The first few years that Joyce and I were married, I traveled to southwest Kansas to hunt deer on land operated by her uncle.
After three or four years, she accompanied me for the first time, and one particular evening decided to accompany me on the evening hunt. She comes from a predominantly non-hunting family, so she didn’t have a license plate or gun.
We were nestled in a clump of weeds at the edge of an overgrown patch surrounding a wheat field. Ahead of us stretched miles of short-harvest pastures riddled with brushy depths and craggy hills. I could tell she was seriously questioning her decision to sit with me in the middle of nowhere, and wondering what we were doing in God’s green earth.
I pointed to a steep climb a few hundred yards and told him to watch carefully as the deer would soon be going up and over that hill. I will take the expression on his face to my grave as a mule deer began to appear and climb this climb as I predicted. She was hooked and today she harvested a handful of Kansas deer herself, one of which hangs on our wall and was caught almost exactly where we sat that first night.
The transition from a spouse to accompany you on the hunt may not happen overnight. Let me share some things that have helped Joyce and I become hunting partners.
Above all, be patient. Everyone who knows me knows that patience is not a virtue of me, but I am learning to be more patient when it comes to explaining outdoor activities to Joyce.
Whether it’s reporting coyote tracks or telling her about a deer scratch, I have to remember this is the same principle as if she were trying to teach me how to crochet (now there’s a mental image!)
We definitely hunt deer differently when we’re together than before she came with me. Before hunting together, I would simply slip under the overhanging branches of a cedar or climb through the rubble of a fallen tree.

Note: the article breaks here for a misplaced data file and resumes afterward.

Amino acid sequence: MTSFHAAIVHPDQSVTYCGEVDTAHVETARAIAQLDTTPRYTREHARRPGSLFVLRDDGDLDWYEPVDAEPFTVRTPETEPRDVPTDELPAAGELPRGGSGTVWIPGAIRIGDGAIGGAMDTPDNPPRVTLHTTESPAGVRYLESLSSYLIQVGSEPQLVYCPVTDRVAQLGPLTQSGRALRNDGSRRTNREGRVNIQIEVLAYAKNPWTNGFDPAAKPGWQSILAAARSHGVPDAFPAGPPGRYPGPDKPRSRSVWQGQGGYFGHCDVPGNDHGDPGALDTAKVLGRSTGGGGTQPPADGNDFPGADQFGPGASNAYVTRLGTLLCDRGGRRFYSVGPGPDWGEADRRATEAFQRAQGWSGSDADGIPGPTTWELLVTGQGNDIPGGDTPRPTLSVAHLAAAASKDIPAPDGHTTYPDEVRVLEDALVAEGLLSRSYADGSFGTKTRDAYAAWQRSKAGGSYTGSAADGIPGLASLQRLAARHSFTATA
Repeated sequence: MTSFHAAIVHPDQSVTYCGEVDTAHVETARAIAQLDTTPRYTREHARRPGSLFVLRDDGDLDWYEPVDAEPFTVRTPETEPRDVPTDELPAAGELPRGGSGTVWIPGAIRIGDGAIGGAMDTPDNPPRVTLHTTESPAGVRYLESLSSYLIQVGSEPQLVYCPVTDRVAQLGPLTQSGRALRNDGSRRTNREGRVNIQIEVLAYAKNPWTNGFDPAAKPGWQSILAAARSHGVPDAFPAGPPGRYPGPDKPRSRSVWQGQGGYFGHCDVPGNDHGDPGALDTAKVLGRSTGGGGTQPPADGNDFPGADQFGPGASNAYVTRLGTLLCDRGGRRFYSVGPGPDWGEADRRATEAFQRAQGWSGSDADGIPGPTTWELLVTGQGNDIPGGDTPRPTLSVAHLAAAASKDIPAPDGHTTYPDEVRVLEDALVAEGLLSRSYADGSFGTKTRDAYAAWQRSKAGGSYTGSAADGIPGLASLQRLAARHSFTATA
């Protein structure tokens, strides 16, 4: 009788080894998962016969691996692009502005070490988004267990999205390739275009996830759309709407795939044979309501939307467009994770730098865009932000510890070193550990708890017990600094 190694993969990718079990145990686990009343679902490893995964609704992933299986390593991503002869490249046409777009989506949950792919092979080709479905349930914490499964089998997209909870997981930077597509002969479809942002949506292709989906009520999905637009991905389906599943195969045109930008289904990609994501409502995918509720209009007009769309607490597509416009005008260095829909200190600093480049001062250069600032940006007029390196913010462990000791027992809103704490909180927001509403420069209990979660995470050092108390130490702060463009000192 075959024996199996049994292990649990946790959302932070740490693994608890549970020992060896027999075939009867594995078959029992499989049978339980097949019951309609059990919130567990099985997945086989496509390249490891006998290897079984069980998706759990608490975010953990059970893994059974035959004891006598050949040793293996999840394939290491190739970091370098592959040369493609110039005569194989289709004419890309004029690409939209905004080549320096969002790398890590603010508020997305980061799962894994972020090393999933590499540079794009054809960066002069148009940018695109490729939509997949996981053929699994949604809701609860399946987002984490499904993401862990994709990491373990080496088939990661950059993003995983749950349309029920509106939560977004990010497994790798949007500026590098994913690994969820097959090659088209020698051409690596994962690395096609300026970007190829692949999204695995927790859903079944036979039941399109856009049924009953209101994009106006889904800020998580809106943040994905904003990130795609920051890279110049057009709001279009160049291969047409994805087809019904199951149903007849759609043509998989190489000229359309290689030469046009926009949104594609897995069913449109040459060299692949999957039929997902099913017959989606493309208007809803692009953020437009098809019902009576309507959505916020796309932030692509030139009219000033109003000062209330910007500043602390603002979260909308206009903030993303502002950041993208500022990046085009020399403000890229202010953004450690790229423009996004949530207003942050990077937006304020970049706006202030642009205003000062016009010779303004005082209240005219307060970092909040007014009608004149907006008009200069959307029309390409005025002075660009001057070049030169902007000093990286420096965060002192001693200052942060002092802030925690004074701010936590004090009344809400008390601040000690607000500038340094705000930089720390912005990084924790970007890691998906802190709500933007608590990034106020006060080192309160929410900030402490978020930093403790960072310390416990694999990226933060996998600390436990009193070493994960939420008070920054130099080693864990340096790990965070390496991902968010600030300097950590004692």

Now we’re still in our raised awning which offers protection from the elements and allows for quiet conversations. I just have to swallow my pride when she carries her “bag” containing a book, snacks, a drink, etc. “pair.” Believe me; it will not take anything away from your masculinity!
My first stag rifle was a small military SKS rifle chambered for 7.62 x 39 cartridges; probably the absolute smallest I would recommend for Kansas deer harvesting, but the setback is minimal.
When Joyce decided she wanted her own stag rifle, I gave her the little SKS and upgraded to a .270 for myself. Sometimes I wish she would feel comfortable with something a little bigger that has more power, but the SKS looks good on her, she’s comfortable with that and well-placed shots from that little one. Bugger have neatly harvested both the white tail and the muleys’ here in Kansas.
My gun advice for your spouse is to let her shoot a few and then let her decide which gun she feels most comfortable shooting. Whatever you do, don’t overwork it.
The same goes for hunting rifles. If your spouse is short and short like mine, a youth model may be the best fit for him. Remember that she must like to shoot if you expect her to remain a hunting partner.
One of the first years we seriously hunted deer together, the opening morning was brutally cold and windy. Joyce had dressed with everything we had in the closet that kept her warm.
She got terribly cold that morning and we went into town for lunch and bought her a really nice insulated sweatshirt which is still part of her regular deer hunting outfit today.
After that, we took her to buy some good quality boots, gloves, insulated coveralls and everything she needed to stay warm and comfortable. Don’t skimp on hunting clothes for your new hunting companion! Take her shopping and let her get what suits her best. Don’t be afraid to offer your suggestions, but let her choose. For a little more money, she can even choose from lines of hunting clothing specifically designed for women.
My final tip is to lighten up a bit when hunting with a spouse. If he’s cold before you, let him go to the pick-up and warm up; if she’s bored and wants to read her book or throw in the towel for the morning before you do, let her do it.
Don’t be afraid to point out other things about nature to him while you’re sitting there, like the antics of a loud squirrel in the tree next door, or the silent and graceful air show hosted by a falcon on the hunt. Nature will provide the entertainment if you are just looking for it.
All of these things also apply when hunting with a son, daughter or grandchild. The more enjoyable and satisfying you can make their entry-level experiences, the more likely they are to stick with it and help you carry on your hunting traditions.
Please remember it is never too early or too late to take a son, daughter, grandchild or spouse to the stag blind, pheasant field, lease of duck or farm pond and help them explore Kansas outdoors with you!
Steve can be contacted by email at [email protected]